Not to mention, is it not racist to limit a charitable person from helping those in need because of their skin color? White people are incapable of charity without wanting an ego trip or some self serving purpose? I for one know plenty who would take nothing in return for their altruism including my own family. Is it impossible a white person may want to empower a people to become more autonomous and self sufficient? Is it out of the question a white person could embrace a society and want to help them even at their own deep personal risk and have genuine respect for those they are serving?

Another point to consider is when people are being oppressed, the oppressors won’t listen to them, but might eventually have to if enough people in power speak out. I thought speaking up for those who can’t was a virtue, not a vice. If white people really do have white privilege as it’s often accused by the Left, then wouldn’t it be commendable if more white people used their privilege to help those who don’t have that privilege in society? What about every white abolitionist in our history for one example? Were they being “white saviors”, and if so, was that bad considering the outcome? White people who use their privilege, whether racial or socio-economic to help those in need are using that force for good instead of oppression which could more easily have been done.

Overall, I’d say if you are white, and want to help the less fortunate who happen to not be white, the last thing you should feel is guilt! Go ahead and serve who want your help knowing you’re a better person for it. Kindness doesn’t have a skin color. 

We don’t need this, especially if they don’t want it!

Yes, Sometimes You Have to Work Harder Than The Next Guy…

I’ve wanted to bring up this point for a while now: Sometimes it takes more work to get where you want than for another person.

Now, as obvious as this sounds to most people, apparently this is breaking news for the Left! Their beef is the fact that not everyone has that “even chance” in life. The most commonly cited examples being racial minorities or women. The Left argues that racial bias and prejudice has held back countless qualified employees, brilliant students and hard working people from reaping the deserved rewards for their hard work. The idea that even despite the civil rights movement and a bigger push for equality, racism is still rife and people will do anything to get around anti-discrimination laws leading to the system keeping racial minorities in poverty and trapped in a downward spiral. Instead of seeing many minority communities as represented by lawyers, doctors, CEO’s etc… they are seen as welfare leeches, criminals and a drain on society.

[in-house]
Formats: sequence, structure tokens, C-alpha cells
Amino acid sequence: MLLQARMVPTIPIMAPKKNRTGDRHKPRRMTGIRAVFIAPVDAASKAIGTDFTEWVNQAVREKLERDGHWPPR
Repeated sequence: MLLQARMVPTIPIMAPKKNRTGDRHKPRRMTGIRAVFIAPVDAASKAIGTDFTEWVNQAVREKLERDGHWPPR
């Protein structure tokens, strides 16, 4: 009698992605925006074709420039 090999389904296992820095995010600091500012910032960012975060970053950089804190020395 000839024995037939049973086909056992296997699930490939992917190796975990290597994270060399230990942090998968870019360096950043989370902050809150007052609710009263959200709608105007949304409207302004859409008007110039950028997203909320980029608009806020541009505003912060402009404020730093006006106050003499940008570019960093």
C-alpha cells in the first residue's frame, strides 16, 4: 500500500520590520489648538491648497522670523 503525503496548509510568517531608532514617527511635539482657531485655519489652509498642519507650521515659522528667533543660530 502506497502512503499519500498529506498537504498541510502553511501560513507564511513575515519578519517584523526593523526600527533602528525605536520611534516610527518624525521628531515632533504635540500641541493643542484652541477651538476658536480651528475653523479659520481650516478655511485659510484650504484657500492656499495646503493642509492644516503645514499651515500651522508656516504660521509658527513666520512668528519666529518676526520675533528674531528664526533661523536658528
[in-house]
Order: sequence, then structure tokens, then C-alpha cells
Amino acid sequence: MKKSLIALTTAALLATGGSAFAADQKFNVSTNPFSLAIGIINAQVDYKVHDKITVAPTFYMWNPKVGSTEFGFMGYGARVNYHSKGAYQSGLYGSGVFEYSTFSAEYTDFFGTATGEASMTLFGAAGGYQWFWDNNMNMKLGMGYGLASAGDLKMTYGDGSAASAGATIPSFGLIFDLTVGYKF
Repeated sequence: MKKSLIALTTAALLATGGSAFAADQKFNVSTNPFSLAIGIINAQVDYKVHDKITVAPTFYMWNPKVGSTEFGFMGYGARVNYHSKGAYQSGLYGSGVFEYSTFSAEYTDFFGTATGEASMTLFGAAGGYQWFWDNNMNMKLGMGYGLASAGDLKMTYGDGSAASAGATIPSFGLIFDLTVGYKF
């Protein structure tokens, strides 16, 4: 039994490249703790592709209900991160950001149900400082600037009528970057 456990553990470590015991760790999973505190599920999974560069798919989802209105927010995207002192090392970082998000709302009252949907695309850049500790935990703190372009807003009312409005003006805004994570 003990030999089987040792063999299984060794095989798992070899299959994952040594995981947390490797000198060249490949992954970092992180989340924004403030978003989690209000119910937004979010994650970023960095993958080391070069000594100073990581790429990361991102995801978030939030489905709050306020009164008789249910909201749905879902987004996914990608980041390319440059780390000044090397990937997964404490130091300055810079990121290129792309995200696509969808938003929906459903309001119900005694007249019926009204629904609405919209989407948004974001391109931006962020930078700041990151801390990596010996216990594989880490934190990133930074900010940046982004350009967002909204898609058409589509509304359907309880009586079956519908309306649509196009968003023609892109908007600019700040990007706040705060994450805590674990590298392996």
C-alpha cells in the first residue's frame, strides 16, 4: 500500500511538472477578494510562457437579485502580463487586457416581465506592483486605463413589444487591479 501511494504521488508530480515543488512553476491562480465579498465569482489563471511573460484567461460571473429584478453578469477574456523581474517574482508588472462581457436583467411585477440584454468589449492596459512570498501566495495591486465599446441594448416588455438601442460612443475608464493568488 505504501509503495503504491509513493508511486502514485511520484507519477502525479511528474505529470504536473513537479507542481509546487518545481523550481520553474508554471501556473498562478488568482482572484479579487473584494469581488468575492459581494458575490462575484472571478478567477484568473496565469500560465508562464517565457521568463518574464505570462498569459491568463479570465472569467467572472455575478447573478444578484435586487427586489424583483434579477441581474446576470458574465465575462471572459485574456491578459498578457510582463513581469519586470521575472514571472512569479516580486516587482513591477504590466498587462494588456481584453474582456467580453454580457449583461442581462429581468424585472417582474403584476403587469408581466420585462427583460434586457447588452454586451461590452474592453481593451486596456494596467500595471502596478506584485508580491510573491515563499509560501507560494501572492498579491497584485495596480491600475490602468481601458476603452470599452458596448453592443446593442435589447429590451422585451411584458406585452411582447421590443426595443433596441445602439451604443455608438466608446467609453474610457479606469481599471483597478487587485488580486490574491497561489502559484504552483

Women too, as gender is the other huge example they argue about face similar bias in the eyes of the Left. Women are dismissed, not taken seriously, looked upon as weak, incompetent, and unsuited for many lines of work traditionally done by men. However, the trends have changed as more and more women break the barriers once faced by women historically. Never the less, the Left still argues women only are paid 3/4 of what men are and are held back from reaching higher levels in their respective careers and limited in stereotypes of more “feminine” lines of work.

In both cases of race and gender, the idea is that those who fall in to either (or both!) don’t have the same chances of a white male in particular of landing a good career or getting into a good school. In the minds of the Left, the system keeps them trapped, and the idea that in America, you can work your way up in this life is a fantasy. Now, I don’t deny that gross inequalities have existed historically, and still exist in society. I understand that not everyone does have an even chance at life and success and the wider forces of society do influence all of us and what we’re able to achieve. However, the Left misses a very crucial other piece of the puzzle to success: The individual’s determination to get what they want.

I think the Left has created their own reality about the situation. They over attribute social factors negating personal ones and other factors that may have had the outcome of being held back. I’ve argued more in detail about the whys in previous posts, but for the sake of the argument I want to make let’s assume everything the Left says about “the system” keeping women and minorities down is trueSo, to be clear here, the basic assumptions I am going off of are the ideas that racial minorities and women are kept back by society and that their race, gender or both have been the main factor in hindering their success in life.

However, who says race and gender are the only factors holding you back? Yep. Just because you weren’t hired you can automatically assume it had to be racially motivated, or because you’re a woman? What about factors such as social connections, family connections and networking? I personally have applied for many jobs where I had none of the above, and got the job. However, I’m sure I didn’t get the other 9 out of 10 I applied for because there was a shoe-in from within the company. Or the manager’s cousin needed work. Or I just didn’t know anyone who could put in a good word about me. Or in college, the professor running the research or that internship already knew another student well and liked their work while I came in as a complete stranger. College is the same! Ever heard of legacy admissions? 😉 Or the other family donated a ton of money to the school. Or the last spot was filled by the Dean’s nephew ahead of 20 other qualified students including you. You can’t rule out that factor if you have no connections for the job or the dream school you want no matter what your race or gender! You cant know for sure exactly why you didn’t make the cut, and if you lack connections of any kind, you can’t rule that out.